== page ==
Troubleshooting Driver Signing Installation

Installing a release-signed driver is the same as described in Installing, Uninstalling and Loading the Test-Signed Driver Package in Test Signing, except for two additional steps needed when installing using any of the four methods described there. Using the Add Hardware Wizard to install a release-signed driver shows the additional two steps, including some common installation issues.

  1. Open an elevated command window
  2. Run hdwwiz.cpl to start the Add Hardware Wizard, and click Next to go to the second page
  3. Select Advanced Option and click Next
  4. Select Show all devices from the list box and click Next
  5. Select the Have Disk option
  6. Enter the path to the folder that contains the C:\toaster driver package
  7. Select the inf file and click Open
  8. Click OK
  9. Click Next in the next two pages, and then click Finish to complete the installation
  10. Click Install on the dialog box that asks “Would you like to install this device software?”
  11. Click Finish to complete the installation.

Step 10 shows the following Windows Security dialog box.

screenshot showing the windows security dialog

Selecting the check box will not show this dialog box again in the computer if the driver is installed again if the driver is removed for any reason.

Note  The system verifies that publisher information is accurate based on the SPC that was used to sign the catalog. If the publisher trust level is unknown—as will be true for Contoso.com—the system displays the dialog box. For the installation to proceed, the user must click Install. For more information on trust and driver installation, see Code-Signing Best Practices.

An unsigned driver on the other hand will show the following dialog, which allows a user to install an unsigned driver, which may not work in x64 version of Windows.

screen shot showing the windows security warning dialog

Verify that the Release-Signed Driver is Operating Correctly

Use Device Manager to view the driver Properties as described before with respect to the test-signed driver. Below is the screen shot to show if the driver is working.

screen shot showing the toaster device in the device manager

Troubleshoot Release-Signed Drivers

The following list gives several common ways to troubleshoot problems with loading signed or test signed drivers:

  • Use the Add Hardware Wizard or Device Manager to check whether the driver is loaded and signed, as described in Verify that the Test-Signed Driver Is Operating Correctly of Test Signing.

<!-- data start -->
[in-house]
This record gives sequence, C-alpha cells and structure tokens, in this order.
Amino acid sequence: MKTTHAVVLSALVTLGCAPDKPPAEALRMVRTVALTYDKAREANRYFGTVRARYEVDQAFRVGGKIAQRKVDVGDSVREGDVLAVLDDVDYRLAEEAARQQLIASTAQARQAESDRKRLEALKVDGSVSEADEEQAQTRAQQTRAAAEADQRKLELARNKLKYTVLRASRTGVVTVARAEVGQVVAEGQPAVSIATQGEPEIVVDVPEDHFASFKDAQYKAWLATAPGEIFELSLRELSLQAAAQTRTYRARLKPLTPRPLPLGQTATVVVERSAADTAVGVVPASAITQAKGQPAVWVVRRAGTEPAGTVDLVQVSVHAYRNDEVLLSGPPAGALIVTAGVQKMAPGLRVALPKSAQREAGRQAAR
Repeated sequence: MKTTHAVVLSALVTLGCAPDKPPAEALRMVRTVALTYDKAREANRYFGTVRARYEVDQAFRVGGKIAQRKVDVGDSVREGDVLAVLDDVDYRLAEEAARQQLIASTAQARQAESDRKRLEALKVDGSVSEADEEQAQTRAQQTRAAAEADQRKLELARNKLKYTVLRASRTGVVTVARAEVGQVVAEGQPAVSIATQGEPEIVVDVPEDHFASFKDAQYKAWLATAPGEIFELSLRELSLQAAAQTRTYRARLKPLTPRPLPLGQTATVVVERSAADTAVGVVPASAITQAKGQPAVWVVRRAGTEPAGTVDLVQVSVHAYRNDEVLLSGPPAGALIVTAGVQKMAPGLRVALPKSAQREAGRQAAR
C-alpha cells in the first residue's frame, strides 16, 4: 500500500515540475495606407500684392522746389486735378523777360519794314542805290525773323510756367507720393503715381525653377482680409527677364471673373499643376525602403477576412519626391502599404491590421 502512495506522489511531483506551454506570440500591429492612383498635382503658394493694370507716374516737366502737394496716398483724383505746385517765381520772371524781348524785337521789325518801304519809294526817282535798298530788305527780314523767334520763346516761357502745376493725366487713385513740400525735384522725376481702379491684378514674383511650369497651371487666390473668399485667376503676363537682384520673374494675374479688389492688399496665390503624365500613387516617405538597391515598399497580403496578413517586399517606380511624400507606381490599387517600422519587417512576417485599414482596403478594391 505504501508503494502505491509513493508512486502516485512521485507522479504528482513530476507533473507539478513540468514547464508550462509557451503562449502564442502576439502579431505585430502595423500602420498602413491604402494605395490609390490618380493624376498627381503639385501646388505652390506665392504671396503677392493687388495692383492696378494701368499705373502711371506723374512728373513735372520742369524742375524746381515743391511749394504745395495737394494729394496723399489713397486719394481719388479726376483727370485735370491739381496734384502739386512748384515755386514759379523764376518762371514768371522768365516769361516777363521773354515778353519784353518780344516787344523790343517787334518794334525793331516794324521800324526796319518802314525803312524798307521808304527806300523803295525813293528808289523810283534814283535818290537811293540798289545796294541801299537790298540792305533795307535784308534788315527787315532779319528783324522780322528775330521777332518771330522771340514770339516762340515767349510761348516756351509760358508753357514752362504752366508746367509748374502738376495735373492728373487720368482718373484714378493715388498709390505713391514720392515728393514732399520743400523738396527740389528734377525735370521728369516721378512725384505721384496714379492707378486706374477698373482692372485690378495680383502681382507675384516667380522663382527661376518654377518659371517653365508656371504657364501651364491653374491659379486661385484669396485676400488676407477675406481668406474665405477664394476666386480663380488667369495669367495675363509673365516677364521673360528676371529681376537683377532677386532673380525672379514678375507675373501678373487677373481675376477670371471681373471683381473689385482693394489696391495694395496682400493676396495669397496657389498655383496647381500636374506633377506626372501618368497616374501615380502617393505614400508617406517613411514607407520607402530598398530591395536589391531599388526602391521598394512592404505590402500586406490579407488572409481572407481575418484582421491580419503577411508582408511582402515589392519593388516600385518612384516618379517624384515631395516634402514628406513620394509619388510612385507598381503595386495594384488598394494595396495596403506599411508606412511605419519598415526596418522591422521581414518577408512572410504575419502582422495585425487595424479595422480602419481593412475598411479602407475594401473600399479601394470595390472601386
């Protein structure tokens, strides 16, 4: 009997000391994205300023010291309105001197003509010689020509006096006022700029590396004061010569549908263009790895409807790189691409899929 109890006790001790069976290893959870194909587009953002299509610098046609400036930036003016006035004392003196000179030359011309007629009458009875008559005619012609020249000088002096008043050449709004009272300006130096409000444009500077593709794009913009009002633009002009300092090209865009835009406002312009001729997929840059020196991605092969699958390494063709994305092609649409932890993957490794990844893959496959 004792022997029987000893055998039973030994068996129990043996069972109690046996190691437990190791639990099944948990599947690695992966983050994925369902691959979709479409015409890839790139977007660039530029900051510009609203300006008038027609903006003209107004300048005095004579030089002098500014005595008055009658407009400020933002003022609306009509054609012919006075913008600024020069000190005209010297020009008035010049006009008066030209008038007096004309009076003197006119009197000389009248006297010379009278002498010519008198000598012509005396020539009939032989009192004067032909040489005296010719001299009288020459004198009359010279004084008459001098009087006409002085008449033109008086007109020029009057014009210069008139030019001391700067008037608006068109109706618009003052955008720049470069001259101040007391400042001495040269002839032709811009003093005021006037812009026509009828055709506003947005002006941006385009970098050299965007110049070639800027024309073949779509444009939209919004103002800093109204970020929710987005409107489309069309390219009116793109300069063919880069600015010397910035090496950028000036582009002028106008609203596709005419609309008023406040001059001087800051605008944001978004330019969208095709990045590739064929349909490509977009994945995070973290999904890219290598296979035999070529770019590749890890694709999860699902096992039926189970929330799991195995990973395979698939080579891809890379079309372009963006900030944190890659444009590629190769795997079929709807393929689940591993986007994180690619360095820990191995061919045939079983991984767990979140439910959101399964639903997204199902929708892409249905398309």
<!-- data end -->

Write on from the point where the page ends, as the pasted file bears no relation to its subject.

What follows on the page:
• Open the setupapi.dev.log file created in the Windows\inf directory after driver install. Refer to the section on setting the registry entry and renaming of the setupapi.dev.log file before installing the driver.
  • Check the Windows security audit log and Code Integrity event logs.

Analyzing the Setupapi.dev.log File

As explained before, any driver installation information will be logged (appended) on the setupapi.dev.log file in the Windows\inf directory. If the file is renamed before a driver is installed, a new log file will be generated. A new log file will be easier to look for important logs for a new driver install. The log file opens in Notepad application.

The first left most column may have a single exclamation mark “!” or multiple exclamation marks “!!!”. The single mark is kind of a warning message, but the triple exclamation mark will be an indication of a failure.

You will see the following single exclamation mark when you install a driver package release signed with a CA vendor provided SPC certificate. These are just warnings to indicate that the cat file has not been verified yet.

!    sig:                Verifying file against specific (valid) catalog failed! (0x800b0109)
!    sig:                Error 0x800b0109: A certificate chain processed, but terminated in a root certificate which is not trusted by the trust provider.
     sig:                Success: File is signed in Authenticode(tm) catalog.
     sig:                Error 0xe0000242: The publisher of an Authenticode(tm) signed catalog has not yet been established as trusted.

If you now refer to step 10 of driver install and click on the “Install” button, you will see the below log after which in most cases the driver will install and load fine. The Device Manager will not report any errors or a yellow bang for the driver.

!    sto:           Driver package signer is unknown but user trusts the signer.

Despite getting up to the above point the driver may not be loaded if you also see the following error log in the log file.

The setupapi.dev.log file has also reported the following error:

!!!  dvi:                          Device not started: Device has problem: 0x34: CM_PROB_UNSIGNED_DRIVER.

Note that 0x34 is Code 52.

At this point you may go back in the log file and try to find if any driver binary has been signaled with any exclamation marks. That may provide some clue. Even otherwise, you should run the “signtool verify” command described before on the cat file and other embed signed binaries to make sure that there is no issues in signing the driver.

Most of the time the log file information is sufficient to resolve the issue. If the above checking fails to find the root cause, then the next approach is to check the Windows security audit log and code Integrity event logs which is described in the next section.